- Who are the sheep supposed to represent and who are the goats supposed to represent in that prophecy?
- When are the events in the prophecy supposed to take place in the future, and where?
- How is it the sheep gain eternal life according to that passage?
- Where is it the goats are apparently going to spend eternity according to that passage?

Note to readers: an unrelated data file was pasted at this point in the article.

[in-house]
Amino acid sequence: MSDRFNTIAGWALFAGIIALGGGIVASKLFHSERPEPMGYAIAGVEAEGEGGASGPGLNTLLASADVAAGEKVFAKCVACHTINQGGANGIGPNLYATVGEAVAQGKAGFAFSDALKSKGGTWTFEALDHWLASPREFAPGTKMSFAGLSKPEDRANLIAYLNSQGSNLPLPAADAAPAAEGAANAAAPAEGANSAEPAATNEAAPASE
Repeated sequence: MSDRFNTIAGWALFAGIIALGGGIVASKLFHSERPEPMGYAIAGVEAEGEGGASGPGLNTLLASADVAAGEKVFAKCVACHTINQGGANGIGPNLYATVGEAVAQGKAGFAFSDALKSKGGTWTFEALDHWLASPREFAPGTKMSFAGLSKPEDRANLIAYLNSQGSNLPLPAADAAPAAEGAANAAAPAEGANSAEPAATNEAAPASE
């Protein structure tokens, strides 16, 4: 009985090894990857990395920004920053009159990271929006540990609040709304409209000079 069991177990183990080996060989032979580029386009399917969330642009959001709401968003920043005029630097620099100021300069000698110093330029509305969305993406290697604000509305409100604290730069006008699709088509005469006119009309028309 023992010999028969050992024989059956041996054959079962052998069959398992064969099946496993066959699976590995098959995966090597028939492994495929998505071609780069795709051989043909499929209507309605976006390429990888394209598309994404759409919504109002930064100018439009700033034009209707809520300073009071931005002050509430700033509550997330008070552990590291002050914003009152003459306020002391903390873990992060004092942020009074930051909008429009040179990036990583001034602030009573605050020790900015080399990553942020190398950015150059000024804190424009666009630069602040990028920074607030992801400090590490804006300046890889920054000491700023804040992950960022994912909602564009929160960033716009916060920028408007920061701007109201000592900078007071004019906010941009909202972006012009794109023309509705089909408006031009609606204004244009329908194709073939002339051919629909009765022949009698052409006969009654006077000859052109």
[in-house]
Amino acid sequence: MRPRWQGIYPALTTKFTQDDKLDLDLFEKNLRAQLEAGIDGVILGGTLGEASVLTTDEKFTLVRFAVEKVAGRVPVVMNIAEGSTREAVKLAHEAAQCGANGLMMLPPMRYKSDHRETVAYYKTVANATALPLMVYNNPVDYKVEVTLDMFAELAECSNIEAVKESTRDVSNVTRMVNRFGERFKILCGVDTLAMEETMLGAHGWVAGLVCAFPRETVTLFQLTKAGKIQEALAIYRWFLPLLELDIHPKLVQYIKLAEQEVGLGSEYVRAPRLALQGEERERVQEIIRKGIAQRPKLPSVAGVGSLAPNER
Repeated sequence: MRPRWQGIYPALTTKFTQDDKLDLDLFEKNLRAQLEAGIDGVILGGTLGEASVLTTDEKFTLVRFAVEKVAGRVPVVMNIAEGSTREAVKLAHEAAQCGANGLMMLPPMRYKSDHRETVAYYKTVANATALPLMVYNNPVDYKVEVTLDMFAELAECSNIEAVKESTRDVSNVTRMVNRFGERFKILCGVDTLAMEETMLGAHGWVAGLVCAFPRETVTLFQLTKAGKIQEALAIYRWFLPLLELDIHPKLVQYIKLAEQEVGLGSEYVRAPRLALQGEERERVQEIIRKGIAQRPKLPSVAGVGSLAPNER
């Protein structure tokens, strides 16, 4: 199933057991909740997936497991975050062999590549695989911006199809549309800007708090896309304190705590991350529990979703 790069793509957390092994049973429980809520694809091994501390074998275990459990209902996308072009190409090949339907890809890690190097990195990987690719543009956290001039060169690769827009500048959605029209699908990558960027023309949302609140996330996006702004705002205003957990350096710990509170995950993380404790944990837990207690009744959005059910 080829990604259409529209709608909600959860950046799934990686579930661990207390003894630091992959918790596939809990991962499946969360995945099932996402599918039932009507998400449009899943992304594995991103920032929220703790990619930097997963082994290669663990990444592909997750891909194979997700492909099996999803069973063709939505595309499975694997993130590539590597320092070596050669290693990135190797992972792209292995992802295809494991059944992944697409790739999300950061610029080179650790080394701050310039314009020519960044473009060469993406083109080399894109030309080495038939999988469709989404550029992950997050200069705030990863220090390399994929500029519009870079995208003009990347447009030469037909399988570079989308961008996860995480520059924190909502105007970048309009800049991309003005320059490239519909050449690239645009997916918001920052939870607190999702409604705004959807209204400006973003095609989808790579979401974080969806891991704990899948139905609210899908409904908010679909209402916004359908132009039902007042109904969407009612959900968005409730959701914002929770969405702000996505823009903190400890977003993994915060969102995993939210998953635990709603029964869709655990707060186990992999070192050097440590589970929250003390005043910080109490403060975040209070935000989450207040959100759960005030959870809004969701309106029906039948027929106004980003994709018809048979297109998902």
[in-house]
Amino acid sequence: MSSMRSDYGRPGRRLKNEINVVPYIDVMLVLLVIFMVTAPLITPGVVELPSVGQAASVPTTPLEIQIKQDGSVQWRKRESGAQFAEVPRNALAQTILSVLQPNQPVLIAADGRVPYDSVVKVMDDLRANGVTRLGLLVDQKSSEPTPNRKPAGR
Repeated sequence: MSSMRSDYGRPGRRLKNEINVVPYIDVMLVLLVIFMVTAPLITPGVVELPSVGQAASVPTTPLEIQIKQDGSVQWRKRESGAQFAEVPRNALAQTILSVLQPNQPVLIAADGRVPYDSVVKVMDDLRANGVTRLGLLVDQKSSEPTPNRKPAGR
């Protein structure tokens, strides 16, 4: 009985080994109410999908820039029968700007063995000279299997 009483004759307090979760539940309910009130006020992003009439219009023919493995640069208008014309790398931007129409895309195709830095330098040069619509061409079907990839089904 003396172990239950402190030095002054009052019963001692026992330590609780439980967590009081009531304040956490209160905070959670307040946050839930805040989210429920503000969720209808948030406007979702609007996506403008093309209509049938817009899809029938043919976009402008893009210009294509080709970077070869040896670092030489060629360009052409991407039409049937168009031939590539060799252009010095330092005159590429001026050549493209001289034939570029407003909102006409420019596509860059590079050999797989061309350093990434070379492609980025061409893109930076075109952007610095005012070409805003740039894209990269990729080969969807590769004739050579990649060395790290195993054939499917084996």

Now, most people will quickly say that the sheep represent true believers and the goats are everyone else. As for when and where this takes place, very few people have ever thought of that, but if everybody is being judged and going to heaven and hell for eternity then you realize it’s obviously talking about the Great White Throne Judgement. But wait… you think to yourself, “are there going to be any true believers at the Great White Throne Judgement?” As most Christians are aware (at least those who haven’t fallen for the deception known as Amillennialism), but somehow seem to forget whenever they read this passage, there won’t be any true believers being judged at that particular judgement (the body of Christ has already been judged over 1,000 years earlier, at the Judgement Seat of Christ, and have been living in the heavens for all that time), which means the sheep can’t actually represent members of the body of Christ at all, can they? In fact, it seems likely that believers within the body of Christ are going to participate in judging those who end up at the Great White Throne Judgement, so the sheep couldn’t possibly be believers if that’s the case (Christ is the judge at that judgement, and it would take a very long time for one person to judge every single human being who ever lived, even if one excludes all those who have joined the body of Christ and the Israel of God, so it makes sense that the rest of His body will assist Him here — and no, this judgement doesn’t take place outside of time; it takes place in our physical universe after the dead have been physically resurrected). Not to mention, there’s no reference to a resurrection in this passage, which would be necessary to occur if this is a judgement of everyone who has ever lived.